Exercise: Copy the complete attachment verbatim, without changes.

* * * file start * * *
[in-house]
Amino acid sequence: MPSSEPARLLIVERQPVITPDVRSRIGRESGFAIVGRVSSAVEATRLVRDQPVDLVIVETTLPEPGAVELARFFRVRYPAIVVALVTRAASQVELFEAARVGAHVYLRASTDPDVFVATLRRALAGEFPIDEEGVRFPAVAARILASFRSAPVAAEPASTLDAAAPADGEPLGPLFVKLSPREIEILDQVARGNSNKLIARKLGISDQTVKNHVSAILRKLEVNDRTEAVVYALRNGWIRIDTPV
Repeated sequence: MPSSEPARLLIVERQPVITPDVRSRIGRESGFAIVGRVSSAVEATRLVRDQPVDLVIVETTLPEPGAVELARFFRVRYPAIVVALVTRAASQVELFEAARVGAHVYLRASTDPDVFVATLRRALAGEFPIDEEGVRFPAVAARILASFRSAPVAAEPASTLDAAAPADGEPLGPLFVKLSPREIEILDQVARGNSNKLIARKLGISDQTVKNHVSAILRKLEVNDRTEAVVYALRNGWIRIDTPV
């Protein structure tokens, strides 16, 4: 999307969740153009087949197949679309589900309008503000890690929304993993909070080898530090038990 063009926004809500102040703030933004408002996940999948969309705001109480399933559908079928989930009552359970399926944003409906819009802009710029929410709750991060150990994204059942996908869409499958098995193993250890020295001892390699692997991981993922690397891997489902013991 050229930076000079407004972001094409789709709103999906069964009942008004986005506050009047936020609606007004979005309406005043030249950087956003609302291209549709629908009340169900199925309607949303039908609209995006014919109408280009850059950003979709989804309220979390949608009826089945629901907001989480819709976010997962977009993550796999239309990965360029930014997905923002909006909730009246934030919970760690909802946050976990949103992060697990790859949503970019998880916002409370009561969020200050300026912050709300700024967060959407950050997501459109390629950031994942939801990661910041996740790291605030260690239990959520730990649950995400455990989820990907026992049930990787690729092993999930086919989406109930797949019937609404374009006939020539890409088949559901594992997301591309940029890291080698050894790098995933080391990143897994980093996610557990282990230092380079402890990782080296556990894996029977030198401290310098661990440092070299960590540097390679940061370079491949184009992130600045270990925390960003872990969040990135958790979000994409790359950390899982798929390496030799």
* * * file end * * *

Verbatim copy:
[in-house]
Amino acid sequence: MPSSEPARLLIVERQPVITPDVRSRIGRESGFAIVGRVSSAVEATRLVRDQPVDLVIVETTLPEPGAVELARFFRVRYPAIVVALVTRAASQVELFEAARVGAHVYLRASTDPDVFVATLRRALAGEFPIDEEGVRFPAVAARILASFRSAPVAAEPASTLDAAAPADGEPLGPLFVKLSPREIEILDQVARGNSNKLIARKLGISDQTVKNHVSAILRKLEVNDRTEAVVYALRNGWIRIDTPV
Repeated sequence: MPSSEPARLLIVERQPVITPDVRSRIGRESGFAIVGRVSSAVEATRLVRDQPVDLVIVETTLPEPGAVELARFFRVRYPAIVVALVTRAASQVELFEAARVGAHVYLRASTDPDVFVATLRRALAGEFPIDEEGVRFPAVAARILASFRSAPVAAEPASTLDAAAPADGEPLGPLFVKLSPREIEILDQVARGNSNKLIARKLGISDQTVKNHVSAILRKLEVNDRTEAVVYALRNGWIRIDTPV
């Protein structure tokens, strides 16, 4: 999307969740153009087949197949679309589900309008503000890690929304993993909070080898530090038990 063009926004809500102040703030933004408002996940999948969309705001109480399933559908079928989930009552359970399926944003409906819009802009710029929410709750991060150990994204059942996908869409499958098995193993250890020295001892390699692997991981993922690397891997489902013991 050229930076000079407004972001094409789709709103999906069964009942008004986005506050009047936020609606007004979005309406005043030249950087956003609302291209549709629908009340169900199925309607949303039908609209995006014919109408280009850059950003979709989804309220979390949608009826089945629901907001989480819709976010997962977009993550796999239309990965360029930014997905923002909006909730009246934030919970760690909802946050976990949103992060697990790859949503970019998880916002409370009561969020200050300026912050709300700024967060959407950050997501459109390629950031994942939801990661910041996740790291605030260690239990959520730990649950995400455990989820990907026992049930990787690729092993999930086919989406109930797949019937609404374009006939020539890409088949559901594992997301591309940029890291080698050894790098995933080391990143897994980093996610557990282990230092380079402890990782080296556990894996029977030198401290310098661990440092070299960590540097390679940061370079491949184009992130600045270990925390960003872990969040990135958790979000994409790359950390899982798929390496030799």